class act Best practices in action

class act
Best practices in action
CSBA's Golden Bell Awards Winner logo
class act
Best practices in action
CSBA's Golden Bell Awards Winner logo
Magnolia School District’s Summer STEM Academy is back in action
After a year off due to COVID-19, the award-winning extended learning program is in full swing
Helping incoming third-graders jump start what can be a challenging year, Magnolia School District’s 2020 Golden Bell Award-winning Summer STEM Academy may be needed now more than ever.
The elementary school district located in Orange County has operated the program for about five years but was unable to host it last year due to COVID-19 restrictions, according to school board Trustee Barbara Clendineng. Traditionally, the program has been offered to all incoming third-graders to help them transition from “learning to read” to “reading to learn.”

“It is a program that provides rich opportunities for students to develop literacy skills with a STEM [science, technology, engineering and math] connection,” Clendineng said. “During this fun and engaging program, students participate in hands-on lessons that integrate rigorous and high-interest literacy activities, science and technology. As part of these units of study, students receive targeted instruction in reading comprehension and writing skills as well as opportunities to participate in inquiry-based science and engineering tasks.”

Projects include hands-on lessons in computer coding, cybersecurity and engineering, where students design video games and build supportive structures, Clendineng said. The Academy’s ultimate goal is equipping students with the skills they need to be successful as they enter a new grade, while also providing them with a chance to participate in expanded learning activities during summer.

“District data and observation of classroom practices have shown that this unique summer program has had a great impact on our third-grade students, including higher levels of achievement on state and local assessments, improved classroom performance, and high levels of motivation and enthusiasm for learning,” Clendineng said.

students using a balloon during a class experiment
“District data and observation of classroom practices have shown that this unique summer program has had a great impact on our third-grade students.”
Barbara Clendineng, trustee, Magnolia SD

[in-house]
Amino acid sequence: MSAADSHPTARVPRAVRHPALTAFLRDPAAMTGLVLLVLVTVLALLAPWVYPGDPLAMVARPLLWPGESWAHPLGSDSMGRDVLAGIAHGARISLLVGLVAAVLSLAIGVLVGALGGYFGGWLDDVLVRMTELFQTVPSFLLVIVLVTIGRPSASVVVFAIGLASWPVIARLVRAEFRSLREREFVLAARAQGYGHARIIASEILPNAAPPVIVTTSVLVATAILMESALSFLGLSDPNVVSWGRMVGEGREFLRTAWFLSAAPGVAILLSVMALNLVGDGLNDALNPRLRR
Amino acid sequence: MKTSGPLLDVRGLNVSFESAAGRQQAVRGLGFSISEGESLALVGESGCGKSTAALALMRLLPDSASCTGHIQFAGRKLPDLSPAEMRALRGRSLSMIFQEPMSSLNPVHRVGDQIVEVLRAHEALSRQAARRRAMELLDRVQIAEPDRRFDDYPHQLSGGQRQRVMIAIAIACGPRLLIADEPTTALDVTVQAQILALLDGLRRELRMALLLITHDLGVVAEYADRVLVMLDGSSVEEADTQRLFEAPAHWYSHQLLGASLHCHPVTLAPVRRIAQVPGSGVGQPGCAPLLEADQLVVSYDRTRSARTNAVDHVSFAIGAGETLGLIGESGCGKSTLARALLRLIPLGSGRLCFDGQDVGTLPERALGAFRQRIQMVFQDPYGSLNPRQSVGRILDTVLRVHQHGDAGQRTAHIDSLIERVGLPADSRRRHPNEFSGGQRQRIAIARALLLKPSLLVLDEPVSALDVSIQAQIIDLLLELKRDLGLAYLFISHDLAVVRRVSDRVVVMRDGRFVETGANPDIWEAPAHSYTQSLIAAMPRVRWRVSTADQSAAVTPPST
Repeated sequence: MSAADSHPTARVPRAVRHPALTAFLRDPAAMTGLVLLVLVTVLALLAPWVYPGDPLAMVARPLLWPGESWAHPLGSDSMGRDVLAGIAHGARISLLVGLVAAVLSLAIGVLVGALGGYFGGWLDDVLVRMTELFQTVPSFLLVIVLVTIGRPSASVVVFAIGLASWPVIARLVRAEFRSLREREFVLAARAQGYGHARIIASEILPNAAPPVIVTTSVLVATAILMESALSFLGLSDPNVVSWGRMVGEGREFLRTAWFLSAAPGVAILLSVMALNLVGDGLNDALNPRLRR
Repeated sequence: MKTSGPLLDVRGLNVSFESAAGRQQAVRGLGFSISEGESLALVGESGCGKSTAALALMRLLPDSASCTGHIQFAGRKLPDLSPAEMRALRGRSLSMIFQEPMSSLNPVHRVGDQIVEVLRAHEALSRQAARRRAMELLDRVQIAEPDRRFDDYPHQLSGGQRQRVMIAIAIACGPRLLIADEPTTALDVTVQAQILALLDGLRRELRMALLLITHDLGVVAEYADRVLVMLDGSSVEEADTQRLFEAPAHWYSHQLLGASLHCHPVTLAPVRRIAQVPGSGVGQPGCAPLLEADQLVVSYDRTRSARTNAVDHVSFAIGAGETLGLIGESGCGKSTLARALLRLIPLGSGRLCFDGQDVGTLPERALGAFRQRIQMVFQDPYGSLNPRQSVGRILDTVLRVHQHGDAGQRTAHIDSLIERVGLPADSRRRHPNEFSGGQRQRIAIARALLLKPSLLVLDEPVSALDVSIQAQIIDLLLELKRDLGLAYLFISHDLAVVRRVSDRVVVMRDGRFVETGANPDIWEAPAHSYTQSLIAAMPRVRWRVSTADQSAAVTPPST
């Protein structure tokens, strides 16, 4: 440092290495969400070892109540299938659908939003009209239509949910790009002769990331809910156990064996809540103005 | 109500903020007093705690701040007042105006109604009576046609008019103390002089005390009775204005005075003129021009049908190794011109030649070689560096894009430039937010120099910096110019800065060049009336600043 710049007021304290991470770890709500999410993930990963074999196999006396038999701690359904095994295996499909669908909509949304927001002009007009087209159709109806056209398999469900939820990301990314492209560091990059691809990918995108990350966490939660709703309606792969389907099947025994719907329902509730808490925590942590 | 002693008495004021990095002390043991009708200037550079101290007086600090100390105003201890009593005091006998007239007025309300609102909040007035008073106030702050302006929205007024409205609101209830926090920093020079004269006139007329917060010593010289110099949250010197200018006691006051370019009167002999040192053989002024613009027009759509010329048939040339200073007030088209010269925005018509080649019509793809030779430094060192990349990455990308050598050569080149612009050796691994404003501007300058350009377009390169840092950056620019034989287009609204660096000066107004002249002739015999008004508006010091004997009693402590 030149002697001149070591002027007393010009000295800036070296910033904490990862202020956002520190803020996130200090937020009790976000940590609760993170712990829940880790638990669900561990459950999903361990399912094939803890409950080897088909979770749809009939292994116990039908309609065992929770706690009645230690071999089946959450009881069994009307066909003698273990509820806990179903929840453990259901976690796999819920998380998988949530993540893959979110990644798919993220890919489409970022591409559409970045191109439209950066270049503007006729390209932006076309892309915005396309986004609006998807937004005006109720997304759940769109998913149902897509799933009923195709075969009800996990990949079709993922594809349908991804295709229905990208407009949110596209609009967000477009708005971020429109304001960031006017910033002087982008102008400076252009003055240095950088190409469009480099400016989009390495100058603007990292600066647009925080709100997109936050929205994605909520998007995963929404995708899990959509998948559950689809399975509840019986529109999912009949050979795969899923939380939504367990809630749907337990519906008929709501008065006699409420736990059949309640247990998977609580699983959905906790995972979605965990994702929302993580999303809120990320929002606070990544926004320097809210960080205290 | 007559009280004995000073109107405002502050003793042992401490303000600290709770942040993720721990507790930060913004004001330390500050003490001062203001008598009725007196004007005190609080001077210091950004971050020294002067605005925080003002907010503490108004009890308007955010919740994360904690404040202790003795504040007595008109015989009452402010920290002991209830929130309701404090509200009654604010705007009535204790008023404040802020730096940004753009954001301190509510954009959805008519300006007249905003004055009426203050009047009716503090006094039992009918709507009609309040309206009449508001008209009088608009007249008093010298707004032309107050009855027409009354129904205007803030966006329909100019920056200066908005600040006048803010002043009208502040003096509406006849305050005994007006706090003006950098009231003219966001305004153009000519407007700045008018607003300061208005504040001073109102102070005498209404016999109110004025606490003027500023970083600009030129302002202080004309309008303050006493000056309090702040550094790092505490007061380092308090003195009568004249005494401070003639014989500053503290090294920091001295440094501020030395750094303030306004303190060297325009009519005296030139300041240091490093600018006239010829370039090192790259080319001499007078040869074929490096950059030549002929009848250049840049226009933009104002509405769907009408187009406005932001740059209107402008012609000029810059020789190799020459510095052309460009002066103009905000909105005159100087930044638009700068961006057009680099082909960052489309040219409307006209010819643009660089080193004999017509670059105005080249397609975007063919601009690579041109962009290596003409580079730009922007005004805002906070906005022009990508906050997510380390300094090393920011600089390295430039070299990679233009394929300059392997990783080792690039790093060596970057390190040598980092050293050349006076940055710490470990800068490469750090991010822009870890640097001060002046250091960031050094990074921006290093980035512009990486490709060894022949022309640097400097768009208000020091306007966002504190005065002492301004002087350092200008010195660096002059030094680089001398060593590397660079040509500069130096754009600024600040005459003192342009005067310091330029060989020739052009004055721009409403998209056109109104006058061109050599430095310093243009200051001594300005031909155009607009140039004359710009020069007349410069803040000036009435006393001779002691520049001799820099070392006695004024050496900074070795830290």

Getting back to normal
Magnolia SD students returned to campus in mid-April after a year of distance learning. Their last day of the semester was June 17. Utilizing outreach teams to keep students on track during the unprecedented period, Clendineng said that attendance has remained the same as it was pre-pandemic at roughly 98 percent.

While there was undoubtedly a sense of loss in summer 2020 without the program, the Academy has expanded its horizons upon its return. In 2021, it was offered to students at all grade levels “with a focus on strengthening reading, writing and math skills that need an extra boost as a result of a year of distance learning,” Clendineng said.

Through the district’s partnership with YMCA Anaheim Achieves, students were able to engage in a full day of programming from 8 a.m. to 5 p.m. Also offered were student clubs based on interests like crafts, sports and outdoor games and additional STEM activities.

The program aimed to give students high-quality learning experiences, as well as fun enrichment opportunities with a social-emotional component, while extending student learning time by five weeks, Clendineng noted. It provided grade-level lessons in key subject areas as well as interactive activities based on interest.

With programming taking place both in-person and virtually, organizers anticipated an increase in demand ahead of summer. “We do feel this program is more important than ever given what we have just gone through,” Clendineng added.

Clendineng and her colleagues on the Magnolia SD Board of Trustees will continue to support programs like the Summer STEM Academy. “Our board has a long-standing commitment to caring for the whole child. They set the tone and establish district priorities,” Clendineng said. Supporting such programs shows how much we truly value the well-being and success of children and families in our community. We have a great team of people that work to help students be successful and excited to learn.”

—Heather Kemp